Ian Brown

Ian Brown’s career embraces chamber music, solo playing and conducting. 


As a concerto soloist he has played with many of Britain’s leading orchestras including the BBC Symphony, BBC Philharmonic, and Bournemouth Symphony Orchestras, the London Sinfonietta and Academy of St. Martin in the Fields. He has also appeared as soloist in Messaien’s Oiseaux Exotiques at the Proms.



He is pianist of the Nash Ensemble and during this long association has played and recorded a large repertoire of chamber music. He also teaches chamber music at the Royal Academy of Music and at Cambridge University. 


He is in demand as a duo player working with many distinguished musicians including Rostropovich, James Galway, Steven Isserlis, Ralph Kirshbaum,   and Dame Felcity Lott. 


For some years he had a regular partnership with Henryk Szeyring and most recently has recorded and toured in Russia with Maxim Vengerov.  He now has a duo with Min-Jin Kym.


As a conductor he had a series of five concerts last season with the Philharmonia Orchestra and has worked with the Northern Sinfonia,  City of London Sinfonia,  English Chamber Orchestra,  Scottish Chamber Orchestra and the Bournemouth Symphony Orchestra.  He made his London debut conducting  Mahler’s “Resurrection” Symphony at the Barbican.


He works with orchestras in Poland and the Czech Republic and regularly  visits   the Stuttgart Chamber Orchestra  as director and soloist. Ealier this year he toured  with the Academy of St Martin in the Fields with Joshua Bell and Steven Isserlis as soloists.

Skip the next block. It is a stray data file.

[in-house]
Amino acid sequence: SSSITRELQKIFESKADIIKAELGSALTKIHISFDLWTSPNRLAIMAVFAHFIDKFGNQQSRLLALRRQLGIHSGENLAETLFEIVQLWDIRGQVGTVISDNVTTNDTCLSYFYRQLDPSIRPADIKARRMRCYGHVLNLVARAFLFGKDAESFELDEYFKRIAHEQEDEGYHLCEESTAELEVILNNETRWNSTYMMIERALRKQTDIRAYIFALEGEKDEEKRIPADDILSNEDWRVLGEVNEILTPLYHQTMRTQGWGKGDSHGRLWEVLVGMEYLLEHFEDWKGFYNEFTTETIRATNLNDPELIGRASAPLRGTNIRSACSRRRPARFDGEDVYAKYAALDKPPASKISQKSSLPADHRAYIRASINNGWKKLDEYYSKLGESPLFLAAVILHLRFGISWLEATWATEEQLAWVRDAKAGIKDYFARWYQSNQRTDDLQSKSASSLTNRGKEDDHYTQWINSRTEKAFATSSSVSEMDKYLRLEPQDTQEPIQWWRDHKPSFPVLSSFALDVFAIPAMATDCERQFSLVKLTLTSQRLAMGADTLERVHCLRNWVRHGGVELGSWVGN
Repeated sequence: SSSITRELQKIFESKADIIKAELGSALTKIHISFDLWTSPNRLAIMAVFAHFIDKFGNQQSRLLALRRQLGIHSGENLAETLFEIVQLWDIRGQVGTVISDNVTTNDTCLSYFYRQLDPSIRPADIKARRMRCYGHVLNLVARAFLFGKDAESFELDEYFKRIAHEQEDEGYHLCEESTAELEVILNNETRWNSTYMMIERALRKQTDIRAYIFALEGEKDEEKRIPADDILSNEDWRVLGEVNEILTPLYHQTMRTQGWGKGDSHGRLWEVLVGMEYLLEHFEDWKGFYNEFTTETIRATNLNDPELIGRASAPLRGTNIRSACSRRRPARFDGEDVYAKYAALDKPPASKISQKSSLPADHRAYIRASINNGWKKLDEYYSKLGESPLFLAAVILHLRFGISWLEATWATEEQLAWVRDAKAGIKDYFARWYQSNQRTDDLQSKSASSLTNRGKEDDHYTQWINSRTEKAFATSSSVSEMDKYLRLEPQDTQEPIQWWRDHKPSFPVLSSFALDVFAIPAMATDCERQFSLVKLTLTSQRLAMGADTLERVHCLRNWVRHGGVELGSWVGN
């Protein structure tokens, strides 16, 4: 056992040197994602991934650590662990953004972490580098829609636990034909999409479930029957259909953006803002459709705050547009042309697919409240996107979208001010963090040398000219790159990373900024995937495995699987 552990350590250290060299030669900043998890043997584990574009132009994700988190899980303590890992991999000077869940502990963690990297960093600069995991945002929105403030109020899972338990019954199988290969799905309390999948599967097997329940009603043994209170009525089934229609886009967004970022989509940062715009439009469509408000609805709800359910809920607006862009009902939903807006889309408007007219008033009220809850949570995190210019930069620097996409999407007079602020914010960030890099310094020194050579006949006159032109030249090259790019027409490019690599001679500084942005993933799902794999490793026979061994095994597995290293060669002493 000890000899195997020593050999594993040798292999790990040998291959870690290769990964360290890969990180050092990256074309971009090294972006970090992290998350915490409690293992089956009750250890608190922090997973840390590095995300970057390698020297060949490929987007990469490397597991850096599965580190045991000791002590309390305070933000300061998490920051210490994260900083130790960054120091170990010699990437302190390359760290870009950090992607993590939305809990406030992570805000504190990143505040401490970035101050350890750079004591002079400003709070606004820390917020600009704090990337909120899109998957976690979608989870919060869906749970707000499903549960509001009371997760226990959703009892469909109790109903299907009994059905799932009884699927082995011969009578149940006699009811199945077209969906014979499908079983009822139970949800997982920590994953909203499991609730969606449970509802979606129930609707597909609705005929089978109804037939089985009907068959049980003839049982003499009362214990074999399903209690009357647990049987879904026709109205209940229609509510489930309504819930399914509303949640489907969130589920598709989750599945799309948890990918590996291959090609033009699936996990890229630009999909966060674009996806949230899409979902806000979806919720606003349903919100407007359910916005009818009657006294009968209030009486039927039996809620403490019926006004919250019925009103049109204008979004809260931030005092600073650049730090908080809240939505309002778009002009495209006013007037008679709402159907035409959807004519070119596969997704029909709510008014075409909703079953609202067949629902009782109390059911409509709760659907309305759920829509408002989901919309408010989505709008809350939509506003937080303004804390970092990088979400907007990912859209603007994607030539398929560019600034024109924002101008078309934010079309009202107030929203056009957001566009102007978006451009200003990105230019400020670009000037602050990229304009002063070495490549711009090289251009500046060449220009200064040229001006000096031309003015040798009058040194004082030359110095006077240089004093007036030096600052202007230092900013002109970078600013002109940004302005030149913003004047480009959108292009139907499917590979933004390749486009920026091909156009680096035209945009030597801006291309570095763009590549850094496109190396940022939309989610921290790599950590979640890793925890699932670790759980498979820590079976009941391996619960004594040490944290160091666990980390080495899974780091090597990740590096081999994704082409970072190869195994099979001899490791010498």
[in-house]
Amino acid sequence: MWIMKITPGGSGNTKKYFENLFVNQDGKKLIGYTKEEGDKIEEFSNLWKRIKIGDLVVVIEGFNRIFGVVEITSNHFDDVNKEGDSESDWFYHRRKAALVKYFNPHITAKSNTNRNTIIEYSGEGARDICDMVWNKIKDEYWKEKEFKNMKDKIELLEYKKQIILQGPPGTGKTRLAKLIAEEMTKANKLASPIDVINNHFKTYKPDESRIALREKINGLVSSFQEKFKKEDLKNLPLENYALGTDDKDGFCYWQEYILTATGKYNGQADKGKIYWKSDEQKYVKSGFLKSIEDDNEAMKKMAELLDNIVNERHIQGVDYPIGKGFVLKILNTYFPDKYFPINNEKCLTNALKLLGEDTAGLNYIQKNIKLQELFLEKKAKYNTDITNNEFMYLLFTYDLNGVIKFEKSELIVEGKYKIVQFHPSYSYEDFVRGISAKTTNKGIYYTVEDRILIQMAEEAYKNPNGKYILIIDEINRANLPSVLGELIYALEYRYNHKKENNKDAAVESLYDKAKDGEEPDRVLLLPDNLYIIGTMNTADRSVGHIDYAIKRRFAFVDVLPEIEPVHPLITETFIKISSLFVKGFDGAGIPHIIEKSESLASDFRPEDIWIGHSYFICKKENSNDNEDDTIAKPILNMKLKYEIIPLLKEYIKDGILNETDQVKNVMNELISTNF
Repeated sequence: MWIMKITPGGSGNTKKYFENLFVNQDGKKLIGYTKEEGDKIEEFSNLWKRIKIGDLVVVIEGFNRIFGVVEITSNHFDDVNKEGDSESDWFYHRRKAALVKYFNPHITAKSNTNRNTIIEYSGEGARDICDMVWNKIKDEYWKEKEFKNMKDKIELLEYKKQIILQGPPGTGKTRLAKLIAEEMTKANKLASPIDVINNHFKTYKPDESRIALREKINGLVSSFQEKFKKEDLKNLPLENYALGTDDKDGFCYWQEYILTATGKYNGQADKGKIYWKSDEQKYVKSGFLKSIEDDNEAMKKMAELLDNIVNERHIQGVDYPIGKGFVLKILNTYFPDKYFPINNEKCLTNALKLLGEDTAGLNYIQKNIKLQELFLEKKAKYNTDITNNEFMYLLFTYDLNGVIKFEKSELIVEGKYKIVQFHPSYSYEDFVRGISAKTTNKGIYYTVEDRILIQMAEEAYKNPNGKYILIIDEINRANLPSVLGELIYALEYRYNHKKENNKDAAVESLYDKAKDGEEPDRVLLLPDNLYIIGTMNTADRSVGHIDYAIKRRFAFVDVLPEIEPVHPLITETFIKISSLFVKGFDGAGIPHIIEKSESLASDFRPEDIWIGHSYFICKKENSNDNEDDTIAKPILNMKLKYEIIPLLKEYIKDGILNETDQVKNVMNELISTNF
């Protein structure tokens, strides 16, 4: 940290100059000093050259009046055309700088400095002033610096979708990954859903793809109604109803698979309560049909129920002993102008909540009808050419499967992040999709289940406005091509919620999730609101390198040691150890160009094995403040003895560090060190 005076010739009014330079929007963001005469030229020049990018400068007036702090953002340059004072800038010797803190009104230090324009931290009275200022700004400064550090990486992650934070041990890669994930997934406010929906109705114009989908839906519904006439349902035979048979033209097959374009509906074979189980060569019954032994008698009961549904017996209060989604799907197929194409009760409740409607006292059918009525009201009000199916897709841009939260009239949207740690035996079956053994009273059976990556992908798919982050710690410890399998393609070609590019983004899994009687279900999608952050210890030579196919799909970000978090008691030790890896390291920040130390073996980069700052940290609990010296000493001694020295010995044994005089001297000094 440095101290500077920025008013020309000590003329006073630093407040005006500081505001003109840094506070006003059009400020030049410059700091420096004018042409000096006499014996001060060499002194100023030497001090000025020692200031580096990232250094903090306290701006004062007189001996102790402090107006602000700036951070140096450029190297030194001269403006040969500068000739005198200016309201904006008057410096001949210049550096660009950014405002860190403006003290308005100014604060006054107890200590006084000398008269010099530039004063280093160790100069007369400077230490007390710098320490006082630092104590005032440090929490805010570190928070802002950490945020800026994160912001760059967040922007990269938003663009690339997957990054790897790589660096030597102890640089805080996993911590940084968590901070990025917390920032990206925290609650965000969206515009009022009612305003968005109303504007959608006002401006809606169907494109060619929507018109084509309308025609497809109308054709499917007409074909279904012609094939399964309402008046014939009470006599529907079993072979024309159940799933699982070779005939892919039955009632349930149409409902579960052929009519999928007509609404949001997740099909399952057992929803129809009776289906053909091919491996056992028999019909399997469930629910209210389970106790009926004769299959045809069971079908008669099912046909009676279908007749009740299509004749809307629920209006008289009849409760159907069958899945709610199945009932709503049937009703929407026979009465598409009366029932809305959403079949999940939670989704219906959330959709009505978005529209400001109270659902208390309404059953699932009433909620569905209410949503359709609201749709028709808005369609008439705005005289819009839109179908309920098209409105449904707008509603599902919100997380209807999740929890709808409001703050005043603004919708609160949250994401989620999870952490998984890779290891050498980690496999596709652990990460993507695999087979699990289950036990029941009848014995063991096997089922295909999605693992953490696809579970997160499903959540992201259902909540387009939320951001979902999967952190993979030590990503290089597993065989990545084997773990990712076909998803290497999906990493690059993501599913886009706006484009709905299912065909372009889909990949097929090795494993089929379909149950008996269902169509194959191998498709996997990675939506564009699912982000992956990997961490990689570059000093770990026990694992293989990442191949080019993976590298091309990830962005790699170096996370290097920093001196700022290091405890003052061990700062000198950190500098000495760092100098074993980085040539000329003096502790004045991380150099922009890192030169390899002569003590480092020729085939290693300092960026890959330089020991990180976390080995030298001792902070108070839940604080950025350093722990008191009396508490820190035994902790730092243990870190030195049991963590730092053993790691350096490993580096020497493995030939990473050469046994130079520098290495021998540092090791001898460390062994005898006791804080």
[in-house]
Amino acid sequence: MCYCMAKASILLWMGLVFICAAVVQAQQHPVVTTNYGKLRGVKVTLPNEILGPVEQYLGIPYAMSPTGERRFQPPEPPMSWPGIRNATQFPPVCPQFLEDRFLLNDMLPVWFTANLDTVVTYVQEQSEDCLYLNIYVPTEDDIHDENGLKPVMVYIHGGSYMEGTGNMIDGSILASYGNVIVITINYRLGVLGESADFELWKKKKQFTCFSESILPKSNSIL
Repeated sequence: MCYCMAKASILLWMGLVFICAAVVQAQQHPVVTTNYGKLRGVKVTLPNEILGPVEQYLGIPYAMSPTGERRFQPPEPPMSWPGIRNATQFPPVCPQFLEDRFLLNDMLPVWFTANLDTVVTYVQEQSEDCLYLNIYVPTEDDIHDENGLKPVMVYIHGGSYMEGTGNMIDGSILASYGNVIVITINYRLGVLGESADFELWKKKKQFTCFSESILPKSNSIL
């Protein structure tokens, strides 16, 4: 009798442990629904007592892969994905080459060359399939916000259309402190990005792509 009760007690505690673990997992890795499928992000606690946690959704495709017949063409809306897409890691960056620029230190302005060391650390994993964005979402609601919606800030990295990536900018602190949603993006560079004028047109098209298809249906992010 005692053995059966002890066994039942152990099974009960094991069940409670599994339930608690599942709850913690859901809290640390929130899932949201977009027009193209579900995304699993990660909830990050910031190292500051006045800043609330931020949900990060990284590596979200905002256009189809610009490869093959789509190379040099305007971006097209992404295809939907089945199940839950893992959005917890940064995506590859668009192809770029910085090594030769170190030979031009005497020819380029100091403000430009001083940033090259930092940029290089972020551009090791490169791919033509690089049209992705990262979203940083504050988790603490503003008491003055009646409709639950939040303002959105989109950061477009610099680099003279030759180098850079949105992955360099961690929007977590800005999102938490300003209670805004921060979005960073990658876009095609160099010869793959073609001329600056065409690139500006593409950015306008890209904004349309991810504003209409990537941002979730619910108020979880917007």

Commonwealth Musician of the Year, First Prize and Gold Medal winner of the 2014 Royal Overseas League Annual Music Competition, Huw Wiggin is one of the most popular saxophonists of his generation. Highlights of 2016 include the commissioning of a Saxophone concerto, appearances at Brighton, Newbury and Ripon festivals, a return visit to the Edinburgh Fringe Festival, and the release of a concerto CD.

Huw grew up in Henley-on-Thames and studied at Chetham’s School of Music and the Royal Northern College of Music with Andrew Wilson and Rob Buckland. On graduating in 2008 with a 1st Class honours degree he won a scholarship from the Deutscher Akademischer Austausch Dienst (DAAD) to continue his studies with Daniel Gauthier at the Hochschule für Musik, Cologne. In 2012 he graduated from the Royal College of Music, studying with Kyle Horch and gaining a Master’s Degree with Distinction.

Other prizes and awards include: a ‘Star Award’ from the Countess of Munster Musical Trust, a Music Education Award from the Musicians Benevolent Fund, the Philip & Dorothy Green Award, and a Martin Musical Scholarship. Whilst at the RCM he won the Concerto Prize, which led to a performance of Paule Maurice’s Tableaux de Provence.

In 2012 Huw was selected as a Park Lane Group Artist. He was praised for his ‘liquid gold tones and enviable breath control’ by The Times and premiered a new work Three Letter Word by Andy Scott. He has appeared at festivals and music societies throughout the UK and in major concert halls, including the Wigmore Hall, Purcell Room, the Elgar Room at the Royal Albert Hall and a performance of Milhaud’s Scaramouche at the Henley Festival. In July 2012 Huw was invited to perform recitals and a concerto performance of Eric Coates’s Saxo Rhapsody at the Forbidden City Concert Hall in Beijing.